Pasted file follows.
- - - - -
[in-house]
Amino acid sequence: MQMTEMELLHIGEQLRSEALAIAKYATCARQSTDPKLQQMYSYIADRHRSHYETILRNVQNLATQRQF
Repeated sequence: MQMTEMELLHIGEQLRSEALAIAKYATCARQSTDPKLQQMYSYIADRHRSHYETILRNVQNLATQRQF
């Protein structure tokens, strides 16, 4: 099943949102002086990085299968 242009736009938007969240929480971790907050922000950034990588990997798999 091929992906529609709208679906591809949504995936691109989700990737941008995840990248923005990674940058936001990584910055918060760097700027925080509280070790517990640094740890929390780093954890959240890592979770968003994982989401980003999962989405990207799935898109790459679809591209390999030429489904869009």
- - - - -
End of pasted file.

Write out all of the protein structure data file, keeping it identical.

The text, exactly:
[in-house]
Amino acid sequence: MQMTEMELLHIGEQLRSEALAIAKYATCARQSTDPKLQQMYSYIADRHRSHYETILRNVQNLATQRQF
Repeated sequence: MQMTEMELLHIGEQLRSEALAIAKYATCARQSTDPKLQQMYSYIADRHRSHYETILRNVQNLATQRQF
């Protein structure tokens, strides 16, 4: 099943949102002086990085299968 242009736009938007969240929480971790907050922000950034990588990997798999 091929992906529609709208679906591809949504995936691109989700990737941008995840990248923005990674940058936001990584910055918060760097700027925080509280070790517990640094740890929390780093954890959240890592979770968003994982989401980003999962989405990207799935898109790459679809591209390999030429489904869009």